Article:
Virtual reality as therapeutic modality
Interview with Francesco Strand Franchi
Virtual reality is one of the recent treatment modalities in the work with traumatized persons. The Danish Veteran Center is one institution that has experiences with this approach.
When did the Veteran Center start using virtual reality?
At the Danish Veteran Center, we participated about 5 years ago in a conference where the US experiences with virtual reality in the work with traumatized veterans were presented. We saw various steering systems that could develop into different scenarios. We decided on a system named “BraveMind” which offered virtual representation of a wide range of experiences from the Afghan and Iraq wars describing characteristic high-risk situations e.g. terrain driving, fly-overs, bombings and battle.
Could you describe in practice how it works?
The person in question is provided with virtual reality glasses and joystick that will allow him so to speak to walk around in the scenario. The therapist on the other hand is in contact with the client via microphones while simultaneously being in charge of and controlling all stimuli in the scenario. The therapist is thus steering the whole process and selecting the intensity and what are the exposure the client should experience. In this way the client will reexperience the traumatic event.
The Veteran Center is already using Prolonged Exposure Therapy, but the VRET (virtual reality exposure therapy) includes various sensory modalities, apart from vision also hearing, smell, movement (e.g. by standing on a vibrating plate).
So, all in all it is a quite extensive set-up that is required.
What were your intentions when starting this at the Veteran Center?
We had a hypothesis that some of the veterans who did not benefit sufficiently from the Prolonged Exposure Therapy might benefit from Virtual Reality treatment modality. One reason being that the group – who is aged around 25-40- has a profile of being very fond of gadgets and may feel more inclined to this virtual reality approach.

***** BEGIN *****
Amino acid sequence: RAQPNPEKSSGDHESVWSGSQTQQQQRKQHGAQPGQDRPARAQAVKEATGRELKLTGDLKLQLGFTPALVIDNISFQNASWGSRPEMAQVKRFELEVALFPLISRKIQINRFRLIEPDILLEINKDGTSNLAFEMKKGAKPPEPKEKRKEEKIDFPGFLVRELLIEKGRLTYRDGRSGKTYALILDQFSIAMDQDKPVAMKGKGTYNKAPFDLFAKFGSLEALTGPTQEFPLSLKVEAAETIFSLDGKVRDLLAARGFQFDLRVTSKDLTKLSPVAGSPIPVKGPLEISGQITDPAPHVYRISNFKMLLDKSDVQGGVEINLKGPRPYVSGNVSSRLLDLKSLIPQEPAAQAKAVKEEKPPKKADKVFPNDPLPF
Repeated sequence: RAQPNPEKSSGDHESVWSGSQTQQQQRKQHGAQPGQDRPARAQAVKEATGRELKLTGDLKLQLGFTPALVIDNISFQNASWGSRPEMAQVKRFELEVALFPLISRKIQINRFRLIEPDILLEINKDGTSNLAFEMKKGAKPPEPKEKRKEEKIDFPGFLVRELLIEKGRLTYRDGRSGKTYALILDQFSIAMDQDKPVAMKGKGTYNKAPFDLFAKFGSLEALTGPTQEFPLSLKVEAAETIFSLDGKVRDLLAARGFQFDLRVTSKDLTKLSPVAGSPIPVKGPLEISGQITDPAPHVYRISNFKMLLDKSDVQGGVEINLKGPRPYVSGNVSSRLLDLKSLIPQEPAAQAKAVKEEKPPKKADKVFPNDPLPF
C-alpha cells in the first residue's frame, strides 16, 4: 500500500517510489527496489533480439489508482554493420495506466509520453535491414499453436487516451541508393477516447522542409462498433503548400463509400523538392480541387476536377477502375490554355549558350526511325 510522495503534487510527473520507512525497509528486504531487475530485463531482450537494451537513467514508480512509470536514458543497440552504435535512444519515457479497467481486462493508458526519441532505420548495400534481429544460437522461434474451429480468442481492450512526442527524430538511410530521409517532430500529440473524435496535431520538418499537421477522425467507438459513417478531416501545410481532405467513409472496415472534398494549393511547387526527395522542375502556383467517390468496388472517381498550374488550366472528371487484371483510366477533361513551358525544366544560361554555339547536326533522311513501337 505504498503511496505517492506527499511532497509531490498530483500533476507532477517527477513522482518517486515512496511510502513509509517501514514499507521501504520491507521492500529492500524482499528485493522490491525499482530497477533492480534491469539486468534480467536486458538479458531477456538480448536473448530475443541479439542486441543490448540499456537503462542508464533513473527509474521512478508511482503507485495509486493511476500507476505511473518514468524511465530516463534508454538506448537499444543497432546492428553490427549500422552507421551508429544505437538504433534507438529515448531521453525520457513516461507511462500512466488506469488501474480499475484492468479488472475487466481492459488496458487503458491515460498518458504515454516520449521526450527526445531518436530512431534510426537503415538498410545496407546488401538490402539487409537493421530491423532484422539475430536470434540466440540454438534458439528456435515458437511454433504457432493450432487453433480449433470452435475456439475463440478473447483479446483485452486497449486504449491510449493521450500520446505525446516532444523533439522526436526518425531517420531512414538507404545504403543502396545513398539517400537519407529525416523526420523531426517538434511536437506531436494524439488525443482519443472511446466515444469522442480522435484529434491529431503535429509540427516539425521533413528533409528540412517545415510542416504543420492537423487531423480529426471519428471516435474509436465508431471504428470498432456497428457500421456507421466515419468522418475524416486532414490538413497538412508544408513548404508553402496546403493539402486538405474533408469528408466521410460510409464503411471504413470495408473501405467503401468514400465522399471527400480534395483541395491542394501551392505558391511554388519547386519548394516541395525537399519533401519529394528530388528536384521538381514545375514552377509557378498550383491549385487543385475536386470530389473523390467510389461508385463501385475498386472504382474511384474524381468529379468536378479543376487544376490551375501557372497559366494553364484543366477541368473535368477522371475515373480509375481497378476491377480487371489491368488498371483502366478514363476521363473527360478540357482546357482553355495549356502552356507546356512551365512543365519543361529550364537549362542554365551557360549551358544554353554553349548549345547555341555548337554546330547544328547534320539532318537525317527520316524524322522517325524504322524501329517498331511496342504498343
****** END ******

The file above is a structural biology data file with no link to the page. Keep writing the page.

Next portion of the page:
So, you started on a small scale?
Yes, we began with a pilot study including 10 clients suffering from military PTSD. Nine of the group completed the therapy that comprised about 10 sessions each lasting 1½ hour. The project was led by the psychologist Nikolai Roitmann and researcher Sofie Folke. I joined the project after Roitmann left his position at the Danish Veteran Center.
Subsequently we carried out qualitative interviews with the veterans included in the pilot phase focusing on their experiences.
What was the outcome of the pilot study?
We are right now finalizing a paper about the results, but the overall result was that the outcome of VRET and treatment as usual were fairly similar. The clients who completed the VRET experienced a significant relief of their symptoms both at the end of the sessions as well as in a 3 month follow up. So, our conclusion is that using virtual reality therapy is both acceptable, safe and possible seen from the client perspective.
Having said that from the perspective of the therapists this treatment is extremely demanding. It requires technical expertise in handling all the equipment simultaneously with having a therapeutic interaction with the client. Furthermore, it requires a great deal of work to adjust the virtual scenario to the individual traumatic experiences of the client. Finally, the equipment is only available in one setting in Denmark.
So our conclusion is that presently it is too demanding a set-up to be used routinely in the treatment. To be included routinely in the treatment offered ongoing training, technical and professional maintenance are required. We have not quite found a foothold and are not there yet.
Presently we prioritize the more established treatment methods in the psychotherapeutic trauma treatment.